Church of the Nazarene
Matthew 2: He shall be called a Nazarene
I like to think about the little mysteries of the Bible and Matthew’s comment that Joseph’s moving his family to the town of Nazareth, thus making Jesus a “Nazarene” is a fulfillment of prophecy is one such mystery. There’s no record of such a prophecy being stated, yet Matthew seems quite confident that pointing his readers to this is yet another proof of the Messiah-ship of Jesus. I’ve found a couple of explanations to this. Some people think it has to do with the similarity of “Nazarene” to a Hebrew word meaning “Branch.” Use of that term is found in the Old Testament prophecies concerning the Messiah. It has to do with the Messiah’s being a descendent of David. The other idea has to do with the prophecies concerning the Messiah’s being despised and rejected. The connection is that Nazareth is considered to be a backward, unimportant place that could only produce backward, unimportant people. There’s a danger in overstating the standing (or lack there-of) of Nazareth here. It’s not as though it’s thought of as a bad place. It’s more of a “no place” than it’s a “bad place.” From the point of view of the religious scholars of that day, Nazareth and a hundred other small towns don’t qualify as a place worthy of consideration. Isaiah prophesied that the Messiah would be overlooked and rejected…a sort of “Nazarene.” Whatever the answer to this little riddle, Matthew thinks it should help people decide, along with the rest of his Gospel, that Jesus, is, indeed, the Messiah of God.
Take Away: We don’t have to solve every mystery of the Bible, sometimes they just add a bit of spice to our study of it.
Back to the future
Micah 5: Bethlehem…from you will come the leader who will shepherd-rule Israel.
It becomes quite clear to anyone who reads through the Old Testament prophets that speaking of future events is not their job one. Most often they focus on current events, calling people to a genuine walk with God and to living just lives as his people. However, once in a while, they’re given pretty specific insights into God’s plans. You might say that they get a glimpse of the future – not as though the future is out there to be seen if you just know how, but that the Lord shares some specific part of his intentions. As Micah describes God’s plan to remake his people he gets a glimpse of the coming shepherd-leader and realizes he will come from David’s home town of Bethlehem. In the years to come, that little revelation will grow large in the minds of God’s people. And well it should, this is something concrete, a test to be applied in identifying the Messiah. Meanwhile, Micah doesn’t dwell on this juicy bit of revelation and moves on to describe the ministry of the One sent from God. Clearly, there’s a lot to think about as I read things like this but today I’m simply reminded that God doesn’t do stuff by accident. In this passage, we find the Lord planning 700 years into the future where he intends to do something connected to an event just as distant in the past. That is, he plans for the Messiah to be born in the town where the greatest King of Israel’s history was born. The Lord not only has specific plans for the future but he also has the heart of a poet in those plans.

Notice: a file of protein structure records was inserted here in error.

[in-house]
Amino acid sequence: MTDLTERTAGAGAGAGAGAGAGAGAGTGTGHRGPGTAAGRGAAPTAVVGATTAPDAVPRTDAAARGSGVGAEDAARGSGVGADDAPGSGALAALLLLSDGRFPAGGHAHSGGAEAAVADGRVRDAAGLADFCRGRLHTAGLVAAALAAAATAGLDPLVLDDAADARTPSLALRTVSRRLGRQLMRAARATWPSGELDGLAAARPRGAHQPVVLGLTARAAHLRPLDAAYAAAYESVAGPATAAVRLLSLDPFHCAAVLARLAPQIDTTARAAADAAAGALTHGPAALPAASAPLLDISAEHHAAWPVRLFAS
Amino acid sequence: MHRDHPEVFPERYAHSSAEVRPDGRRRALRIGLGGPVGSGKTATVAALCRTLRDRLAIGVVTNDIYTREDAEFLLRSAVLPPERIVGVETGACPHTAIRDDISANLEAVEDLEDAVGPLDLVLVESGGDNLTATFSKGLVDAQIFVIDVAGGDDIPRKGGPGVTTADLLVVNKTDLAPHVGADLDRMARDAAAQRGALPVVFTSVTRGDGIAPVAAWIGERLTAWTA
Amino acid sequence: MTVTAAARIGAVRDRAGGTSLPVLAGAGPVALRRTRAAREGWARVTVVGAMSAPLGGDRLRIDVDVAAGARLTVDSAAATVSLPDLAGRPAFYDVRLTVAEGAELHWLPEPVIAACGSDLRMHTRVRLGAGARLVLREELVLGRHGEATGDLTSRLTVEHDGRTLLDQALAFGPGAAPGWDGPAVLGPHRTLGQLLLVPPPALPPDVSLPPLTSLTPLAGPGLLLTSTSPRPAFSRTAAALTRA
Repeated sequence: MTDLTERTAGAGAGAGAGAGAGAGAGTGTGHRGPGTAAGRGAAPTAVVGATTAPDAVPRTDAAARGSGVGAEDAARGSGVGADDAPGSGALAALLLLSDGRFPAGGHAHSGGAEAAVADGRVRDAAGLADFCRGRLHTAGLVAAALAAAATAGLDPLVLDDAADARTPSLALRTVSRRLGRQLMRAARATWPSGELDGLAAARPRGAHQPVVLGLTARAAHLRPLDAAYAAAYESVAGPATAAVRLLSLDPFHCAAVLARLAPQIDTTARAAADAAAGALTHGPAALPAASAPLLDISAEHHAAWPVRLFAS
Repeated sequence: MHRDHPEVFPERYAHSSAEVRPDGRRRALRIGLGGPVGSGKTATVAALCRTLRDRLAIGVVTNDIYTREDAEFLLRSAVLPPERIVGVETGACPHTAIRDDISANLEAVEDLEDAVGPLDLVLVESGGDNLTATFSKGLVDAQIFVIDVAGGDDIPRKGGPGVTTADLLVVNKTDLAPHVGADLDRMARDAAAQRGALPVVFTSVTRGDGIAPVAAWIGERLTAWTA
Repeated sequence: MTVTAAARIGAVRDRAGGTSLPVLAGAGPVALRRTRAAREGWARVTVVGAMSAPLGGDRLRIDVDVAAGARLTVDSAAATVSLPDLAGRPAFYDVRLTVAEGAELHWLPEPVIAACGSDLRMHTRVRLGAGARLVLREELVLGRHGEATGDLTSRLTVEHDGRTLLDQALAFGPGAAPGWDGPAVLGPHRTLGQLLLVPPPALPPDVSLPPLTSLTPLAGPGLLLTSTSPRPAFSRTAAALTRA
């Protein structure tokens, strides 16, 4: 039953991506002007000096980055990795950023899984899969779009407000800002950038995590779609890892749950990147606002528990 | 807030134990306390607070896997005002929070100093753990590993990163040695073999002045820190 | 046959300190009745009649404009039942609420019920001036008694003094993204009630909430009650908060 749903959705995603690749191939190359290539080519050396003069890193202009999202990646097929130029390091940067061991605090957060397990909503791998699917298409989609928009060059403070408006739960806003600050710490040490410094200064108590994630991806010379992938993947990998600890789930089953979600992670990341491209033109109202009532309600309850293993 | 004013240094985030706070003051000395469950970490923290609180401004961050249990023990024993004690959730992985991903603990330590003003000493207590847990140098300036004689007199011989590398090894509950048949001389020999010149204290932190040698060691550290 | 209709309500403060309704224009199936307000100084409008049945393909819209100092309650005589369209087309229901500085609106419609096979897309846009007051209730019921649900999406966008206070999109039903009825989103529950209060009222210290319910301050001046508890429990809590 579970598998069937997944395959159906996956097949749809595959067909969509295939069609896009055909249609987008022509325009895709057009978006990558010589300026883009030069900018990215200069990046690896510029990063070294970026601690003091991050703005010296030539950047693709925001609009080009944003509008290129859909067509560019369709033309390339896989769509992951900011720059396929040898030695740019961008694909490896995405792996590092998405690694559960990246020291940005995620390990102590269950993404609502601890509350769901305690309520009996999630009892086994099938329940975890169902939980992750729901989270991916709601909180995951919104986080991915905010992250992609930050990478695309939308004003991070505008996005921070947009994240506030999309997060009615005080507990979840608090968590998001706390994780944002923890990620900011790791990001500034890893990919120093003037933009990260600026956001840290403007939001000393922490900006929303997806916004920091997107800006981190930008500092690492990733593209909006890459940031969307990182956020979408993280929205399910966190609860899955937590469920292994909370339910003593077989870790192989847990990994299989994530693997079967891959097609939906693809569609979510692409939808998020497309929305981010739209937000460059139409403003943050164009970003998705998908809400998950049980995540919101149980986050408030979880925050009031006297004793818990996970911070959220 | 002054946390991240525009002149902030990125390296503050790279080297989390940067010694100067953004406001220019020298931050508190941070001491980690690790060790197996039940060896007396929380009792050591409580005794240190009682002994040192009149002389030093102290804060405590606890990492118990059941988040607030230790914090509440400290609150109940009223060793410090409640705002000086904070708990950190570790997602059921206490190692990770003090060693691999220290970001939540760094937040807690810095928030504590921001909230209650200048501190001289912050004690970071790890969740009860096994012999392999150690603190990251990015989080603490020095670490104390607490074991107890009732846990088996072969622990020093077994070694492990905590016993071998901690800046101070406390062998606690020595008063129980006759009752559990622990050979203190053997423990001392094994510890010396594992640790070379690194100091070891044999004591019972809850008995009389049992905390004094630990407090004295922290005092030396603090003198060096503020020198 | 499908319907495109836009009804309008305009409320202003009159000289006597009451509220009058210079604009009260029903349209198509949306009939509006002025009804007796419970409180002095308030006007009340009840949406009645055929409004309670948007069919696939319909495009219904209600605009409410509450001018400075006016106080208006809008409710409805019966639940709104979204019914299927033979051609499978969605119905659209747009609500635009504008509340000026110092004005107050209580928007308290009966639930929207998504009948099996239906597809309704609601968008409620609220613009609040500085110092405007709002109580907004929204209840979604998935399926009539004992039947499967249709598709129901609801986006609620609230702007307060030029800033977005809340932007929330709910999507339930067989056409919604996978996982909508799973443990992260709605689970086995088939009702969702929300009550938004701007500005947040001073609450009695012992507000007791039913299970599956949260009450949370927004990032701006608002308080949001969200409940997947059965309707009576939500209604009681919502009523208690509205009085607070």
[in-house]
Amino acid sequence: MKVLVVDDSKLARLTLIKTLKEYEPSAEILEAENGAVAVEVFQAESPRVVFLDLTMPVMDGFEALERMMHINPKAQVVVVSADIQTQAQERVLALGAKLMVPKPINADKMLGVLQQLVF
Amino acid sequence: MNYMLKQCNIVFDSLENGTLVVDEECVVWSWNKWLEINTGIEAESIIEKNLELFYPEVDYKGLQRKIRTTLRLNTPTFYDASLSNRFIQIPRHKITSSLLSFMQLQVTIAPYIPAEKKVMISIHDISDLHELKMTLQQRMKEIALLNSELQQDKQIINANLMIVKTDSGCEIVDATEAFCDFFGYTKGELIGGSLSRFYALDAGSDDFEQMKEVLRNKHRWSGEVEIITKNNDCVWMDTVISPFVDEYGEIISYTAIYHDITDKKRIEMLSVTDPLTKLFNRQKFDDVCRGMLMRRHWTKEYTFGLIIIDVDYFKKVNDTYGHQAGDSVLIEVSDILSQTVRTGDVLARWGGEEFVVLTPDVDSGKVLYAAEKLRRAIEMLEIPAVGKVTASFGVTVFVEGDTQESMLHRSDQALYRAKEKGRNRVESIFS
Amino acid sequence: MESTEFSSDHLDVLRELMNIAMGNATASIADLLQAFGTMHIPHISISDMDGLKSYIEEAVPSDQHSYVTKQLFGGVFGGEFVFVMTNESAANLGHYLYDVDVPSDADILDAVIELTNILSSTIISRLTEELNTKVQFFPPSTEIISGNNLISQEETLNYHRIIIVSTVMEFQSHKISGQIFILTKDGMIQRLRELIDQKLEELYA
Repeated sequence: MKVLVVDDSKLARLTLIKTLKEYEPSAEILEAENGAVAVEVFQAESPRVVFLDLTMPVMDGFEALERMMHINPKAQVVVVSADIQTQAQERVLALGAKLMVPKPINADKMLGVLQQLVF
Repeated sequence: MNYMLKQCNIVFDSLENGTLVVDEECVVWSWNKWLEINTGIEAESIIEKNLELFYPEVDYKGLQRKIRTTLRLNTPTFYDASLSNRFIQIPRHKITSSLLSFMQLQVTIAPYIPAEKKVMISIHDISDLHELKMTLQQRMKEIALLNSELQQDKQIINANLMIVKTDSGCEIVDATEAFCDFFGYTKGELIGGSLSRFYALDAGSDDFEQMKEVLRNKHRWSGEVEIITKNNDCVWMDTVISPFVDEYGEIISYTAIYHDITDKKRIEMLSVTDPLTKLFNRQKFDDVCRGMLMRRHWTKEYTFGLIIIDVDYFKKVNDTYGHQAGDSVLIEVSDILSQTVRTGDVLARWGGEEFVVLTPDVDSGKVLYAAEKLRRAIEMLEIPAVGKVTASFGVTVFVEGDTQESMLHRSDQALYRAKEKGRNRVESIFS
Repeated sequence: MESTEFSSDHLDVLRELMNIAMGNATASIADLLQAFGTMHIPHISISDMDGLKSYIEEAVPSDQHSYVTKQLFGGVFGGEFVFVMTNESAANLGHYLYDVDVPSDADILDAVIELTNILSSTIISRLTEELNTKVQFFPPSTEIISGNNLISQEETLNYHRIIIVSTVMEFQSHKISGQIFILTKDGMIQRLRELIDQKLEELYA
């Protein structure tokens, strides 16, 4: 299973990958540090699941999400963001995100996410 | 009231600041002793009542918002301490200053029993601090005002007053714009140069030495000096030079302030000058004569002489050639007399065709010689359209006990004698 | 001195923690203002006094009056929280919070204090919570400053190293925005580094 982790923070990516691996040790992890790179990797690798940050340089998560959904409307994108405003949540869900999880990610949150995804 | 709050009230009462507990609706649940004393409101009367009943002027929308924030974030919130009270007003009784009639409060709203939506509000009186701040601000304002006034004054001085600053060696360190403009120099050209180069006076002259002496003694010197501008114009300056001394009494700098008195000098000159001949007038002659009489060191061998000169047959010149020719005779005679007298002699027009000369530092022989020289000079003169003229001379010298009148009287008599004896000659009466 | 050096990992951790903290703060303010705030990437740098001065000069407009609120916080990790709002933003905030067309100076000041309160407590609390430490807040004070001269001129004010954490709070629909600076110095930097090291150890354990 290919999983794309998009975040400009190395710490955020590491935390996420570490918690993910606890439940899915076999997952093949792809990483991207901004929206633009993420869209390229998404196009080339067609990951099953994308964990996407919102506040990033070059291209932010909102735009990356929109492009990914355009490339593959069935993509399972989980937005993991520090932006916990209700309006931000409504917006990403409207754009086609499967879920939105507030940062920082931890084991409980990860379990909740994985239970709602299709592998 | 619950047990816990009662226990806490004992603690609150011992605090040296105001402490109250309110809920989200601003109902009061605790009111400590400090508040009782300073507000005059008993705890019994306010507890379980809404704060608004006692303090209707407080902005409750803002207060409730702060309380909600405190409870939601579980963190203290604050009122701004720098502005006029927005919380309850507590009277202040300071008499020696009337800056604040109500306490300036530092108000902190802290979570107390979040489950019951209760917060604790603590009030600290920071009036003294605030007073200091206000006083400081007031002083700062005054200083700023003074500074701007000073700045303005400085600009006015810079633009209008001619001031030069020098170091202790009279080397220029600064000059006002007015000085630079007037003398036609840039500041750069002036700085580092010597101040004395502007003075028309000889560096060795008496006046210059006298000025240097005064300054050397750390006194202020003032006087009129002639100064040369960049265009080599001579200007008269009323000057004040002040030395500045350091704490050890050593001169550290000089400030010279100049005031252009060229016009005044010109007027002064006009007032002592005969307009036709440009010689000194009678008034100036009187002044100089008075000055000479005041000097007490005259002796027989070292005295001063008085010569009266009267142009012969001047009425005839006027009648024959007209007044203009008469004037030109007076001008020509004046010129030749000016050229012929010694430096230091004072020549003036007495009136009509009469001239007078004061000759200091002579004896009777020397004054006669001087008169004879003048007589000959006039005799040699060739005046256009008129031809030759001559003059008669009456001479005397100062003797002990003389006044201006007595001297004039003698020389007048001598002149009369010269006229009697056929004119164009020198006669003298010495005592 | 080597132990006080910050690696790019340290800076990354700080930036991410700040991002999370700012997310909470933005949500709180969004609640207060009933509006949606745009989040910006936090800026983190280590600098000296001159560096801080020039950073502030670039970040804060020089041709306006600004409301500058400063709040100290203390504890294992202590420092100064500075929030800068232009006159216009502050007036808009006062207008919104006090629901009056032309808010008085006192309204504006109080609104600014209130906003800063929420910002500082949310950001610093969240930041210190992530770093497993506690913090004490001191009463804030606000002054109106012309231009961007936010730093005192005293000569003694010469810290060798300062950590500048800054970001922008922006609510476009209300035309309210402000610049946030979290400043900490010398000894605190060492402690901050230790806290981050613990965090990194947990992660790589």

Take Away: The Lord doesn’t do things by accident.
Looking upward, seeing hope
Ezekiel 17: I, God, made the great tree small and the small tree great.
The prophet pictures the monarchy of Judah as a majestic cedar; a strong, enduring fixture on the landscape. Then the imagery changes and Judah is seen as a fruitful vine, not as majestic as before, but now under the dominion of Babylon and transplanted there. Ezekiel says that in rebelling against Babylon this “fruitful vine” will also be uprooted and then allowed to die out. It seems that this is just another gloom and doom message. That’s just what it is until we reach the final paragraph of the chapter. The illustration appears to leave us with a destroyed Judah, with no leadership, rejected by God. Then Ezekiel adds a new dimension to his illustration. Once again we find ourselves looking at a mighty cedar. This time, God, personally, takes a cutting from the very crown of the tree. The great tree will be destroyed, but out of that cutting a new monarchy, a new King, will rise to lead Judah. This new cedar will be the greatest of all. Ezekiel has given us a parable of the Messiah. This Chosen One will rise out of the line of David, but will rule as none of the old line ever ruled. He’ll be King of kings, and Lord of lords.
Take Away: The Lord always keeps his promises.
God’s plan all along
Isaiah 53: Still, it’s what God had in mind all along.
The accuracy of Isaiah’s depiction of the Suffering Servant must have amazed the writers of the gospels. They wrote of something they had seen with their own eyes, yet their words mirror that which Isaiah saw only by faith hundreds of years earlier. However, Isaiah doesn’t only tell us of the sufferings of the Messiah. He tells us why it happened. God planned it. What happens at Calvary isn’t something that’s “done to Jesus.” Instead, it’s something that Jesus “does for us.” The Lord knew that we’d never just “get over” sin. He knew that the broken relationship between us and him was broken beyond that which could be repaired by some minor patch up job. There was only one hope of redemption and that hope was that the Son of God, the Suffering Servant, would carry our sins even to the grave. It’s what God had in mind all along.
Take Away: There was only one way to salvation and Jesus, through the cross, provided that way for all.
God’s plan: my hope
Isaiah 53: We’re all like sheep who’ve wandered off and gotten lost.
No one has to convince Isaiah that his people are sinners. There’s ample evidence of that. Also, no one has to convince him that sin brings death; it’s everywhere. What he needs help with is a way back out of this mess. They’re lost to the point of having no hope of returning. The way back has to be provided by God, Himself. So how can a righteous God redeem an unrighteous people? The answer is in this powerful chapter of Isaiah’s prophecy. The horrible sins of his nation will be gathered up and put on the shoulders of the holy Suffering Servant. Their sins will become his sins and as the meek lamb being sacrificed in their rituals symbolically dies for their sins, he’ll literally give his all to restore them to God. God’s plan: my hope. The message of salvation was desperately needed by those of Isaiah’s day and it’s just as necessary today. The wonderful thing is that it’s all true. In spite of my sin, my rebellion, and my “wandering off” God is providing a way back through Jesus Christ.